McCain warns of 'flirting with authoritarianism'

Sen. John McCainJohn McCainOvernight Defense: General warns State Department cuts would hurt military | Bergdahl lawyers appeal Trump motion | Senators demand action after nude photo scandal Senate lawmakers eye hearing next week for Air Force secretary: report House Intel chairman under fire from all sides MORE (R-Ariz.) on Friday warned about trends toward intolerance and authoritarianism, seeming to rebuke President Trump without mentioning him by name.

“What would von Kleist’s generation say if they saw our world today?” he asked at the Munich Security Conference, referencing Ewald-Heinrich von Kleist, a member of a failed 1944 plot to assassinate Nazi leader Adolf Hitler.

"They would be alarmed by an increasing turn away from universal values and toward old ties of blood, and race, and sectarianism," McCain said. "They would be alarmed by the hardening resentment we see toward immigrants, and refugees, and minority groups, especially Muslims.

"They would be alarmed by the growing inability, and even unwillingness, to separate truth from lies. They would be alarmed that more and more of our fellow citizens seem to be flirting with authoritarianism and romanticizing it as our moral equivalent.”

McCain then challenged listeners to recall that “we stand for truth against falsehood, freedom against tyranny, right against injustice, [and] hope against despair.”

“I am proud, unapologetic believer in the West, and I believe we must always, always stand up for it — for if we do not, who will?” the chairman of the Senate Armed Services Committee asked.

McCain praised Defense Secretary James Mattis, but said the controversy surrounding ousted National Security Advisor Michael Flynn shows a White House in "disarray."

“I think that the Flynn issue obviously is something that shows that in many respects this administration is in disarray and they’ve got a lot of work to do,” McCain said. “The president, I think, makes statements [and] on other occasions contradicts himself. So we’ve learned to watch what the president does as opposed to what he says."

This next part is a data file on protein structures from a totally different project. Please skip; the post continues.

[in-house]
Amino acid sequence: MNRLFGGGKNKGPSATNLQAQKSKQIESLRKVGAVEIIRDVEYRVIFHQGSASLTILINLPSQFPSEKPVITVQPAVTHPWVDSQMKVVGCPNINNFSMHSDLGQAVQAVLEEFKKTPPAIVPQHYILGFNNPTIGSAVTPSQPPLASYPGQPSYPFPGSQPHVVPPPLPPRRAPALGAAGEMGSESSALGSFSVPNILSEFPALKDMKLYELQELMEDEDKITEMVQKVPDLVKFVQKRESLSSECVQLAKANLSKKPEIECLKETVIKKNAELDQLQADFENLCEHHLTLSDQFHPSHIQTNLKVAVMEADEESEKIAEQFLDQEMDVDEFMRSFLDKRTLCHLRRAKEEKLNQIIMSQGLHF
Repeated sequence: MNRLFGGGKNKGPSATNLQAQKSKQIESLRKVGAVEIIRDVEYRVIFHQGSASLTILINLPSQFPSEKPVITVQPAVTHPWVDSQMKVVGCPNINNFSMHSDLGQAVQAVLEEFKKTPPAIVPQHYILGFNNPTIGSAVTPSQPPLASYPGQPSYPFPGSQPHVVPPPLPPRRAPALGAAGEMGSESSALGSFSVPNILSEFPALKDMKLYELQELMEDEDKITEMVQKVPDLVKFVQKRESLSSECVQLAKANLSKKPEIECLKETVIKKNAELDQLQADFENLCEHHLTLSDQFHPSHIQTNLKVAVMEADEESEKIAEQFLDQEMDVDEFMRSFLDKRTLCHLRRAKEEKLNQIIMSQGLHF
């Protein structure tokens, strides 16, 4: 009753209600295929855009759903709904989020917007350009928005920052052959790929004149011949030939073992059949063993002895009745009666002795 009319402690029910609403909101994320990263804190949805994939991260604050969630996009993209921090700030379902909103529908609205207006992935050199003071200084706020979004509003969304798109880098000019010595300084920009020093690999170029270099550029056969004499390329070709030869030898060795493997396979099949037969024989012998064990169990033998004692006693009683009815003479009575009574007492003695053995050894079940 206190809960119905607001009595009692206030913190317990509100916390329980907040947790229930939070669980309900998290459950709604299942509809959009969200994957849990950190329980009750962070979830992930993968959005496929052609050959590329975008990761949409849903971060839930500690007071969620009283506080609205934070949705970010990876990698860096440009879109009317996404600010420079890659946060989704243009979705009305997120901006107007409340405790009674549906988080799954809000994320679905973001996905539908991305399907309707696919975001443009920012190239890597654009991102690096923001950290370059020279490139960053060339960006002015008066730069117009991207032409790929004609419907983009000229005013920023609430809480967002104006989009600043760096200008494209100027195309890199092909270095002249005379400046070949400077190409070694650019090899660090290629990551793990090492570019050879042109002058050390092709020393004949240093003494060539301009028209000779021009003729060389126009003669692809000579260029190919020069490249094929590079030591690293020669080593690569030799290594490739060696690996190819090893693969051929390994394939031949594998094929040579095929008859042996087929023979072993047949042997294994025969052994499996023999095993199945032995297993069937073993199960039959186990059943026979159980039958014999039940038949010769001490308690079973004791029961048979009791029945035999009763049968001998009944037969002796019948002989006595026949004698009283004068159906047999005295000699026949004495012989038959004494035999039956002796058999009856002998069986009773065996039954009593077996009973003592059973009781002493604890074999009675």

Flynn was asked to resign after misleading top officials including Vice President Mike PenceMike (Michael) Richard PenceReport: Trump regrets backing health plan before pushing for tax reform Dems mock House GOP over lack of women in healthcare meeting More than ever, Justice must demand a special prosecutor for Trump-Russia probe MORE about his pre-inauguration conversations with Russia's ambassadors. A December call reportedly addressed U.S. sanctions. 

McCain’s remarks follow a Thursday press conference where President Trump hammered the media.

“Many of our nation’s reporters and folks will not tell you the truth and will not treat you with the respect you deserve,” he said at the White House.

“The press has become so dishonest that if we don’t talk about it, we are doing a tremendous disservice to the American people. The press is out of control, the dishonesty is out of control.”

Trump has repeatedly labeled reports critical of him as “fake news,” prompting critics to warn the president that he is attempting to delegitimize the free press.

The president, who has sparred with McCain, also signed an executive order indefinitely suspending the acceptance of refugees from Syria, temporarily halting the entire refugee program and temporarily blocking citizens of seven predominantly Muslim countries from entering the U.S. A judge put the order on hold while a lawsuit against it proceeds, and Trump has said he would issue a new order next week.